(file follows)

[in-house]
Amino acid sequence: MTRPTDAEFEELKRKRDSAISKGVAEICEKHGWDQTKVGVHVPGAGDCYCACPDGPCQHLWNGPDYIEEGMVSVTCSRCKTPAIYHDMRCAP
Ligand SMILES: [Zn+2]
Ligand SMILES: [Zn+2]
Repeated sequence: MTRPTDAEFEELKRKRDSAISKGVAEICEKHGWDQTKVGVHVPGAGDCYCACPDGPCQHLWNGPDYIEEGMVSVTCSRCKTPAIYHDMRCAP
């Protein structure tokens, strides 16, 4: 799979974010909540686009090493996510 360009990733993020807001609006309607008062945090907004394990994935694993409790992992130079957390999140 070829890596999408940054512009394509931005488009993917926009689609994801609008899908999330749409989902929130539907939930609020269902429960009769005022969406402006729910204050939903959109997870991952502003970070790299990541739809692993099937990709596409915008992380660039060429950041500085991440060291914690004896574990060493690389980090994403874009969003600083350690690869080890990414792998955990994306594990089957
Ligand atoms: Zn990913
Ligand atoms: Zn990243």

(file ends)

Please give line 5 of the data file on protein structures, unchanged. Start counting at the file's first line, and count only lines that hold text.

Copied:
Repeated sequence: MTRPTDAEFEELKRKRDSAISKGVAEICEKHGWDQTKVGVHVPGAGDCYCACPDGPCQHLWNGPDYIEEGMVSVTCSRCKTPAIYHDMRCAP